Medicine in Clay City, Indiana. This new facility was funded by grants from the State of Indiana and the U.S. Department of Agriculture. The CCCFM serves as a teaching site and model rural practice for residents training through the Rural Training Track of Union Hospital's Family Practice Residency Program. Nursing students from Indiana State University and medical students from the Indiana University School of Medicine train there as well.

Also in October, 1996, the Clara Fairbanks Center for Women opened. This immediately successful project combined the mammography programs of Union Hospital and the AP&S Clinic into one convenient location. The center also offers bone densitometry for the detection of osteoporosis. The Boutique at the Clara Fairbanks Center for Women opened in July of 1997, offering breast prostheses, swimwear and lingerie to women who have had breast surgery.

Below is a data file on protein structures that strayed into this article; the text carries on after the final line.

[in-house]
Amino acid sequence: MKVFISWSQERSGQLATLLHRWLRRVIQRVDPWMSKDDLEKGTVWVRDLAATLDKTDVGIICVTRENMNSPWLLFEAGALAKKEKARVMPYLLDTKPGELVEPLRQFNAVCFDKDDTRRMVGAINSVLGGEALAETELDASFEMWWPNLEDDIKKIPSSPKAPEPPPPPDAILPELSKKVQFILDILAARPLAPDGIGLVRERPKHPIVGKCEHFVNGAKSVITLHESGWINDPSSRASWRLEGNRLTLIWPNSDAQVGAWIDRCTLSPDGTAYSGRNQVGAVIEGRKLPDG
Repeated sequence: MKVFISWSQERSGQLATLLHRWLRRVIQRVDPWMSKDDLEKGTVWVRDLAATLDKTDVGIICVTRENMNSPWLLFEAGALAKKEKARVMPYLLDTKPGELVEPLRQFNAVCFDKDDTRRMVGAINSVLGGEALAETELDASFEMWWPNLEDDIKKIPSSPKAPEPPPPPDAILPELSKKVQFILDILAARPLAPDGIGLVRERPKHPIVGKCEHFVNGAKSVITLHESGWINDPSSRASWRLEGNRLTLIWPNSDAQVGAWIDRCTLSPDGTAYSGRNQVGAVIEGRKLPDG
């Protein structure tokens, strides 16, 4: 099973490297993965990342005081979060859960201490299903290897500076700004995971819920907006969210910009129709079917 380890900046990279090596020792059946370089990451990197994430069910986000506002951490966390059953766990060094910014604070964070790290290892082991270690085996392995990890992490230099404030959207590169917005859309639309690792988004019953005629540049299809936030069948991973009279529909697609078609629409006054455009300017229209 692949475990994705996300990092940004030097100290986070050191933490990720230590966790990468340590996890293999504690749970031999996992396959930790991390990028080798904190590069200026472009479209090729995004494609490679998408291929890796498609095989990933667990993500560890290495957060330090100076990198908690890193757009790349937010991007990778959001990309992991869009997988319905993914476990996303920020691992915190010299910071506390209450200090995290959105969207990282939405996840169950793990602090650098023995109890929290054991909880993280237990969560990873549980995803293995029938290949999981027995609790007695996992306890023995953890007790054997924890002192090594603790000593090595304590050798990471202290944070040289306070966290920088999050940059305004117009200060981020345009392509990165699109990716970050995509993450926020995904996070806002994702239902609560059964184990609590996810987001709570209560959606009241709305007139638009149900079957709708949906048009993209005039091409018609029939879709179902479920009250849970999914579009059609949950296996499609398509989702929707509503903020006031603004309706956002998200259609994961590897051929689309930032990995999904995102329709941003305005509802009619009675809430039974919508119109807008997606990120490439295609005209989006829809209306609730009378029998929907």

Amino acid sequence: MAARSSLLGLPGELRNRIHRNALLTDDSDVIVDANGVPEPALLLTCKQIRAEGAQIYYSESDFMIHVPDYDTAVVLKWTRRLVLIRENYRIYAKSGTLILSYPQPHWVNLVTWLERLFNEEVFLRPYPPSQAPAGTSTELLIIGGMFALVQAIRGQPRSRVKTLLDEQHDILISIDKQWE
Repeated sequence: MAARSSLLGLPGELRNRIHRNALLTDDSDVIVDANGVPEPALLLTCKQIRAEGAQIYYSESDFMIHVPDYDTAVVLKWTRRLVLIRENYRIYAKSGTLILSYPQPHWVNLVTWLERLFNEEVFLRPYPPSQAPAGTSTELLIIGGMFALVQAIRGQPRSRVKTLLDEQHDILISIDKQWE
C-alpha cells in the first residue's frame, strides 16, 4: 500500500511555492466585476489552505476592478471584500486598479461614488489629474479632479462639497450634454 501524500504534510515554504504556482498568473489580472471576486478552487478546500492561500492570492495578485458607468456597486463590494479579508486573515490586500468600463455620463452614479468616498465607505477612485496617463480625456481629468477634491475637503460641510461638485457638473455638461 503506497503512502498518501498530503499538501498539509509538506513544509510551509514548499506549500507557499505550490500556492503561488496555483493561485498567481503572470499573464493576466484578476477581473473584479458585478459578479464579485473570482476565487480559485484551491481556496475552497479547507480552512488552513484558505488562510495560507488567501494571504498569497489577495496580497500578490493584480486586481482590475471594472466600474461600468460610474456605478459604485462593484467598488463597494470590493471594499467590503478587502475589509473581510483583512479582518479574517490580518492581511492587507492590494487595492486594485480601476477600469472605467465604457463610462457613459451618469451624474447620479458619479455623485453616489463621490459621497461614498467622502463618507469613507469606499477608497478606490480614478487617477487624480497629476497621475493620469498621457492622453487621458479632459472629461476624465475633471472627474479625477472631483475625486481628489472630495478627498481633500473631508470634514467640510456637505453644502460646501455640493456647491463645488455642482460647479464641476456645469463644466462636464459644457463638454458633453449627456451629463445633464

In May of 1997, the Board of Directors for Union Hospital, Inc., and Clarian Health
Partners created the Clarian Health Network with the vision of initiating a statewide network of integrated delivery systems to meet the health care needs of the people of Indiana.

Also in May of 1997, the Thomas Professional Plaza at 5500 U.S. Highway 41 South was dedicated. The Plaza's first tenants were Dr. Daniel Kellar, a second location of HealthCheck, services of the Center for Occupational Health, and Terre Haute Medical Lab. This project was made possible by a generous gift from Gerald and Rosemary Thomas.